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1 John 5:1-6; Acts 11:1-18

I invited a Jewish friend to the church I served in college. Every week, our worship was followed by a light dinner. This Wednesday, the dinner was pizza. With beef. Well, Jon doesn’t eat meat and dairy together. It was a dilemma: we didn’t mean to exclude him, and he didn’t want to be rude. So he picked off the hamburger chunks and ate with us (he’s always this gracious). He made his own choice in the same situation Peter was in, being invited to eat something that was religiously unclean.

This isn’t just about an ancient culture, or someone else’s religion. The modern US probably has the most different diets of anywhere in history. There’s so much in our context that we can eat, we have to impose “rules” just to navigate the grocery store. We need books to tell us Eat This, Not That – and this is just one out of 15 linear feet of diet books at the Virginia Public Library. There are ethnic choices about what to eat, the longstanding squabble between the lutefisk Lutherans and the meatball ones. There are medical reasons to have diets that avoid sodium, fat, or allergens. There are fad diets: low-carb, high-protein, all-grapefruit, or raw foods. There are ethical and self-identity reasons people eat vegetarian, local foods, or all organic.

In this context, it’s complicated to share and receive meals from others. How do people keep or flex their dietary restrictions? It was easy enough for Jon, because he understood his diet rules in a subjective way that allowed him just to eat around part of what he’d been offered. It’s harder for someone with an allergy: how do you nitpick someone’s gift to you? Or it can be a problem if you’re willing to be flexible but know that your system needs to adjust to a new food, such as meat. Maybe the most common way we face this problem is if we’re trying to lose weight over the holidays. Do you turn down the special foods? Try to limit the amounts you eat? Stay home? Bring your own?

This quandary tells us something about hospitality, that it has as much to do with being welcomed as with welcoming. As a host, you can assume that you’ll try to accommodate your guests’ needs, so far as you know them. It’s harder to do that as a guest, because it feels impolite, as if you’re restricting someone else’s hospitality. And it’s not just about food. It could be when you’re staying with your highly political nephew, or your religiously judgmental sister, or that otherwise good friend who’s a rabid White Sox fan.

Peter lived in a world where Jewish identity turned on food (and some other markers). Your dietary laws defined whom you could spend time with. Christianity emerged as a Jewish movement, but it quickly spread beyond that one religion. The question emerged: how Jewish do you have to be, to be a Christian? Do you have to follow dietary rules? Do you have to be circumcised? Jesus’ ministry reached persistently beyond the bounds of sin and propriety, just as the voice states in Peter’s vision: don’t call anything “unclean” if I’ve made it clean.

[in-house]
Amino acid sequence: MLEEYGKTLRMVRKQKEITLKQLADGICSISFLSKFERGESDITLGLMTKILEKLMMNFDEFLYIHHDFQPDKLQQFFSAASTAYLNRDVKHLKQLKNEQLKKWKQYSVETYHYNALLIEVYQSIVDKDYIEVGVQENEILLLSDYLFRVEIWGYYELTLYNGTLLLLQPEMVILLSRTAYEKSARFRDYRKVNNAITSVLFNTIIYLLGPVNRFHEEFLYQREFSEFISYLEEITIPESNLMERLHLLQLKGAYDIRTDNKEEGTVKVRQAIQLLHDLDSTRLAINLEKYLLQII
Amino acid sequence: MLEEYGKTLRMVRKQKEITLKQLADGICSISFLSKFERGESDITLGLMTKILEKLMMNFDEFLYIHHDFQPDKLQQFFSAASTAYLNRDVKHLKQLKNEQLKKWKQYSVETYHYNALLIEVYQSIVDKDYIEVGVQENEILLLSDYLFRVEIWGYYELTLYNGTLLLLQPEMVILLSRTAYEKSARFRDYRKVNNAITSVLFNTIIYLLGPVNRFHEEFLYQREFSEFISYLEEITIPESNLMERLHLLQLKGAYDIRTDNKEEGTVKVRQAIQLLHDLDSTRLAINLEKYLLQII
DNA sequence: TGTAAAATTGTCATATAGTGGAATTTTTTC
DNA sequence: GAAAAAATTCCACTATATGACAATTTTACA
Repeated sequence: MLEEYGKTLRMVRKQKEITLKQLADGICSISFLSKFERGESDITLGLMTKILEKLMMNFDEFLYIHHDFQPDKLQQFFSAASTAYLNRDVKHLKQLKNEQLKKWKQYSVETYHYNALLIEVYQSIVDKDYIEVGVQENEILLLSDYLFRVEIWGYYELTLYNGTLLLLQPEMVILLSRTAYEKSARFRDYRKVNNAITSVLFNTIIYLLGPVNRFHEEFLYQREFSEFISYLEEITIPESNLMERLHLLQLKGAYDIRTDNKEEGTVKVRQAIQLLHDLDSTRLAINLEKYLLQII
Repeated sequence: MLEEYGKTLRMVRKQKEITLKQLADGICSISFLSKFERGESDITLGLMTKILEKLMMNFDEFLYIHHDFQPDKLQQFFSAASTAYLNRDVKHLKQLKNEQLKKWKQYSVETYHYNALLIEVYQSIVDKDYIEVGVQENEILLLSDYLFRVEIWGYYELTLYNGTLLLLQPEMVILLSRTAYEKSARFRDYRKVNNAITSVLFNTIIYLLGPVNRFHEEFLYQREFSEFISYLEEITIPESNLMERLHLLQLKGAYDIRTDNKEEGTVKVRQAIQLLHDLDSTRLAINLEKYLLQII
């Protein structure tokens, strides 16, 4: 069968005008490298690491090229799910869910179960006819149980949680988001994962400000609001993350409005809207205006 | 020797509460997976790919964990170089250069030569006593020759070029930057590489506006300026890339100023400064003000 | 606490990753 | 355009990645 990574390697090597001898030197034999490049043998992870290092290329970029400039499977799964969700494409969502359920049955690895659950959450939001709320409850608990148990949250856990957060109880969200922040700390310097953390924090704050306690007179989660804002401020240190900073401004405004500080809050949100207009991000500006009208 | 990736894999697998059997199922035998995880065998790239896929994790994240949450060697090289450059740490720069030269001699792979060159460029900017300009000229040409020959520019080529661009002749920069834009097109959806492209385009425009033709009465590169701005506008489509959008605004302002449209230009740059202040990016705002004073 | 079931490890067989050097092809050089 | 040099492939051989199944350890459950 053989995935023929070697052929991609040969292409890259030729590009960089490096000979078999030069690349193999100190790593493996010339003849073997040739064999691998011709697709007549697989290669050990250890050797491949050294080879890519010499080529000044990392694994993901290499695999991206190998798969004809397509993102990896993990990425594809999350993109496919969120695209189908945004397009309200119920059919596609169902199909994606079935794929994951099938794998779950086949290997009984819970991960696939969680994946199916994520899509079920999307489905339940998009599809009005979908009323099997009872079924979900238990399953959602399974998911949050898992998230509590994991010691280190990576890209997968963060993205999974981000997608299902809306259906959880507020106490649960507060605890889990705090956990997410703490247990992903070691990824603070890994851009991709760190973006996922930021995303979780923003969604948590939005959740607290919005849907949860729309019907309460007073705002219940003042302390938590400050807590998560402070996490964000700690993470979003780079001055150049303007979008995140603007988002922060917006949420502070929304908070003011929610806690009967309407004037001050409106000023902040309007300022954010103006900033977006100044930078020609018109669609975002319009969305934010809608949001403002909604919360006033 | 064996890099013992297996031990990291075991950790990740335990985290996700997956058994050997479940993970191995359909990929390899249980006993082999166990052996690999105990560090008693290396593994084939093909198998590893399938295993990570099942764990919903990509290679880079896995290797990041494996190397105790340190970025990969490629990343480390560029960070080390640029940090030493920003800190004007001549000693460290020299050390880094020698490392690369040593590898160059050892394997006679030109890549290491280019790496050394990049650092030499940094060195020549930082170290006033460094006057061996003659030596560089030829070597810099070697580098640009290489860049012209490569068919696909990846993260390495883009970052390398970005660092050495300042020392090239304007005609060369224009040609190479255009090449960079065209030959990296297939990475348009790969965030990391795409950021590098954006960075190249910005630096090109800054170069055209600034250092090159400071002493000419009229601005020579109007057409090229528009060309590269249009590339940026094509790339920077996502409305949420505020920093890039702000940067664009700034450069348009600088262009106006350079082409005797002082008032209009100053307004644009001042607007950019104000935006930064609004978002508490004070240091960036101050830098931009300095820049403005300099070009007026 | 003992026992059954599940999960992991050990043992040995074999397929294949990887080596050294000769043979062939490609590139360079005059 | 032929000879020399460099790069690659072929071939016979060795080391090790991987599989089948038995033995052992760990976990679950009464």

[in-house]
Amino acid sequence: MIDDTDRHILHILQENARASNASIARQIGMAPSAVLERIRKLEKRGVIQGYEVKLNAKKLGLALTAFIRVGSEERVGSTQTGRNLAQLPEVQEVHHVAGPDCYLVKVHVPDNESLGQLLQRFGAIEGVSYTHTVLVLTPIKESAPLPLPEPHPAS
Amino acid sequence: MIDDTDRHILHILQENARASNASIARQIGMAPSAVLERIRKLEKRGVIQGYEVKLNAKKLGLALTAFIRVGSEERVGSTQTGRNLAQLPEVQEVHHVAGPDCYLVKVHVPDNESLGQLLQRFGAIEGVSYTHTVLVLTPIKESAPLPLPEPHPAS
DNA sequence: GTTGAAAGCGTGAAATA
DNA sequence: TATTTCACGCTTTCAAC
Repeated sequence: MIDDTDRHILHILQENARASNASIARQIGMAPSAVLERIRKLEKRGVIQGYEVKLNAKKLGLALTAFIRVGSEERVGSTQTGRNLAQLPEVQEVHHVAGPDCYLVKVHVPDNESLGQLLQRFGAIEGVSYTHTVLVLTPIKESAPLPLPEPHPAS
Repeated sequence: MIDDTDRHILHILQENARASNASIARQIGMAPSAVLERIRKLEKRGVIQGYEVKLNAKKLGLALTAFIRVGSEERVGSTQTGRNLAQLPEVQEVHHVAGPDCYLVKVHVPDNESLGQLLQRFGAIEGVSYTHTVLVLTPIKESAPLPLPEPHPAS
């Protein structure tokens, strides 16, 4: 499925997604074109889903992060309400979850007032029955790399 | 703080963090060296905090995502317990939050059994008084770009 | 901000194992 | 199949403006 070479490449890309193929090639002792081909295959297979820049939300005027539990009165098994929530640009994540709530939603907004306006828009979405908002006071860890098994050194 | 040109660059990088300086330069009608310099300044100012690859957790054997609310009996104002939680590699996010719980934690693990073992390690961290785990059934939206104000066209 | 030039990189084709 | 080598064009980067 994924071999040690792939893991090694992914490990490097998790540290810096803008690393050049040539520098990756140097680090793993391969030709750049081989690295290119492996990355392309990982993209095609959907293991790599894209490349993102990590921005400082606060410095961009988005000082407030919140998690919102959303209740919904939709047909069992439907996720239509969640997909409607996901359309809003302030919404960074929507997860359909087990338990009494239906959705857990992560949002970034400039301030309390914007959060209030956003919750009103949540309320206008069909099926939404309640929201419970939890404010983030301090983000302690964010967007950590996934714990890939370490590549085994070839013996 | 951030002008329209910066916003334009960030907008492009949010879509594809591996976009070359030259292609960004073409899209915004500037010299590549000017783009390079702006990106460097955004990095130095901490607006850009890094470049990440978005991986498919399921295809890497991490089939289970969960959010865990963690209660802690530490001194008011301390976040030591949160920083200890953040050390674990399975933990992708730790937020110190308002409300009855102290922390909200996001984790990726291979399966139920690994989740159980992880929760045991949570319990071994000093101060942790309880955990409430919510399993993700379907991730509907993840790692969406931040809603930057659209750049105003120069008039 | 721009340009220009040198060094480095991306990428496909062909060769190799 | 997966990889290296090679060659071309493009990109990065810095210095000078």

This is ultimately not about food, or about religion. It’s about people. Christ came to reconcile all people. In Peter’s world, that meant calling everyone to eat (everything) together. In our world, what walls need to come down? What rules need to be broken? Are they about food? Politics? Money? Unwritten dress codes? Standards of behavior? Today’s divisions are between majority white Americans and non-Anglo-Christian immigrants. They’re political disagreements. They’re about sexual identity, understanding military families, imagined disputes between proponents of the environment vs people concerned about jobs.

Where are we unwilling to go? Whose hospitality would we refuse? What would we do if we heard a divine voice that said, “look beyond your boundaries”? What if our difference with others ultimately don’t matter? Because they don’t. Ultimately, the love of God unites us with all God’s people, no matter what. If we really believed that’s true, whom would we have the courage to share with? Whom could we welcome? What would they teach us?

An amazing place to start is right there with food, to go eat with someone else, just because. It’s not just about what we eat, because it’s easy enough to work around whatever rules and preferences we may have. By contrast, we’re far more limited about whom we’ll spend time with. But sharing with each other – letting others share their lives, their questions, and their ideas with us – reveals to us more about God, and it lets us share God’s love with others. So may we see, experience, and reveal God everywhere we go.